Toyota is seeing a nearly doubling of profit for the fiscal third quarter, and it lifted its annual profit projection through March to 2.4 trillion yen ($22 billion), a record high for the Japanese automaker.
Toyota Motor Corp. reported Tuesday an October-December profit of 941.8 billion yen ($8.6 billion), up from 486.5 billion yen the same period the previous year.
Quarterly sales rose 7.4 percent to 7.6 trillion yen ($69.8 billion).
The company said it got a nearly 292 billion yen ($2.7 billion) boost from tax breaks under President Donald Trump's administration for the nine months through December.
Toyota, which makes the Prius hybrid, Camry sedan and Lexus luxury models, said it expects to sell 10.3 million vehicles globally in this fiscal year, ending in March. That is about the same as what the automaker sold globally in the 2017 calendar year.
The fiscal year profit of 2.4 trillion yen, if achieved, will mark a 31 percent jump from what it earned the previous fiscal year.
For the latest quarter, Toyota's vehicle sales lagged on-year in North America. But they grew in Japan, Europe and other parts of the world, such as South America and Africa, compared to a year earlier.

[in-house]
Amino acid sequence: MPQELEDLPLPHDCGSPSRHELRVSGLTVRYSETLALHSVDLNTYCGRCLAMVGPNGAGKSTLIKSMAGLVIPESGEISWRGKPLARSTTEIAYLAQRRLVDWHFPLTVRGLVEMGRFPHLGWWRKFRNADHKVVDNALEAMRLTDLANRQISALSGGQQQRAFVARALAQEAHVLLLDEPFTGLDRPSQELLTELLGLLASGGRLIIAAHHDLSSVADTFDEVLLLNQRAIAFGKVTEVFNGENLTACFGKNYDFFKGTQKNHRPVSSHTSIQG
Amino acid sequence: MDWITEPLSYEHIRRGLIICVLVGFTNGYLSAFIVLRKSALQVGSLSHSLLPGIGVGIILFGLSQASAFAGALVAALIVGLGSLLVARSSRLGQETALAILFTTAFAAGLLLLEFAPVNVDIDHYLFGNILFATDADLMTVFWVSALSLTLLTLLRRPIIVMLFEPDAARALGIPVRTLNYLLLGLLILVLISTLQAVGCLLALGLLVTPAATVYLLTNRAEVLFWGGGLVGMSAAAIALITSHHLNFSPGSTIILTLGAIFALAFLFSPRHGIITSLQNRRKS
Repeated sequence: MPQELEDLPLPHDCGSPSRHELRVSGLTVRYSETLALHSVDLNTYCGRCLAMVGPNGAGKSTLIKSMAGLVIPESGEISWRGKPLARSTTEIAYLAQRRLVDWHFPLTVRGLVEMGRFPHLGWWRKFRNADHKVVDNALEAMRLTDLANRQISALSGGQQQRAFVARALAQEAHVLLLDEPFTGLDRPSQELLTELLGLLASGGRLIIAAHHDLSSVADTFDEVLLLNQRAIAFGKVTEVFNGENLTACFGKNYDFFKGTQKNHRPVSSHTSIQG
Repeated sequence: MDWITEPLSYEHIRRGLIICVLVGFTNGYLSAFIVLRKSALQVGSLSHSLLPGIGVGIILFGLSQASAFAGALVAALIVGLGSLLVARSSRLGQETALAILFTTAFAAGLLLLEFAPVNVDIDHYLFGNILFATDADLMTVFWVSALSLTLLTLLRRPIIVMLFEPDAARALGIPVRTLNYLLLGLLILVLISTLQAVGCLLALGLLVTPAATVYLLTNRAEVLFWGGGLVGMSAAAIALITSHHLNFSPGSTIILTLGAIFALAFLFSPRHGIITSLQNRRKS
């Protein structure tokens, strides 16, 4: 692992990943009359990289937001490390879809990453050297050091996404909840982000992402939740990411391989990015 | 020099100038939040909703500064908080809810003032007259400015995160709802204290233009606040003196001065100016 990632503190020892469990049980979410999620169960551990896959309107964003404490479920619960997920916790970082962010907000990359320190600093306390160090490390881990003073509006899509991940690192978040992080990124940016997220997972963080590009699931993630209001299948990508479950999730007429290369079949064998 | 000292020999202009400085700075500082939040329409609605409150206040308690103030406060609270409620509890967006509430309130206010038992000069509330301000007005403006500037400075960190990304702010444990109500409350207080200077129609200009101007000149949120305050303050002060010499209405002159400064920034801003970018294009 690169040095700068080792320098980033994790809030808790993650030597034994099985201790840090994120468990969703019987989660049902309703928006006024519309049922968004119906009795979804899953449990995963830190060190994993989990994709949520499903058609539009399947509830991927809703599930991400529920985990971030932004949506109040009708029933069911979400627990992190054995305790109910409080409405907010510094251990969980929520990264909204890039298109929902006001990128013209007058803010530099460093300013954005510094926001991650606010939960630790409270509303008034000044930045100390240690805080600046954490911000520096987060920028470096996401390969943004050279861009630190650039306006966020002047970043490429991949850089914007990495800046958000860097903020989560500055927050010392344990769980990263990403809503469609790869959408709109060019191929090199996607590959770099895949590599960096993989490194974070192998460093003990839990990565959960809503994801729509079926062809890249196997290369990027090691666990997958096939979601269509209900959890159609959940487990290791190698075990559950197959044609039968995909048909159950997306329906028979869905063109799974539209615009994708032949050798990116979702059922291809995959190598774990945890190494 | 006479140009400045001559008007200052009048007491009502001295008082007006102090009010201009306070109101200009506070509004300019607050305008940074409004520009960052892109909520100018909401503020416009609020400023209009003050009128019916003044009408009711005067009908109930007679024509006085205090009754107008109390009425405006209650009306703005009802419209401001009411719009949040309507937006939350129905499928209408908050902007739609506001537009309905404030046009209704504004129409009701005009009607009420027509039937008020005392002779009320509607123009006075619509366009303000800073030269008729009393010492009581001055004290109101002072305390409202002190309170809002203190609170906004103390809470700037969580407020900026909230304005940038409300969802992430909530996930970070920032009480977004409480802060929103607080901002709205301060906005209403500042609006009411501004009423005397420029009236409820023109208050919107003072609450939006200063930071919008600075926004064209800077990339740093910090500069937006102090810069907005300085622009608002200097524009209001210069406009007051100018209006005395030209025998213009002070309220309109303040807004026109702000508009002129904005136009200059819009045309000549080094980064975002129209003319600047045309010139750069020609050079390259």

Recently, Toyota picked as the site for its new U.S. plant Huntsville, Alabama — already a hub for the region's aerospace industry.
The plant is set to produce 300,000 vehicles per year, a combination of the Toyota Corolla compact car and a new small crossover SUV from Mazda. Production is targeted to begin by 2021.
Many states had competed for the project by the Japanese auto giants.
For the calendar 2017 year, Toyota sold 10.386 million vehicles. That trails the Renault-Nissan-Mitsubishi alliance, which brings together a French company with two Japanese automakers, which recorded global vehicle sales of more than 10.6 million vehicles last year. Volkswagen sold 10.74 million vehicles last year worldwide, a record for the German automaker.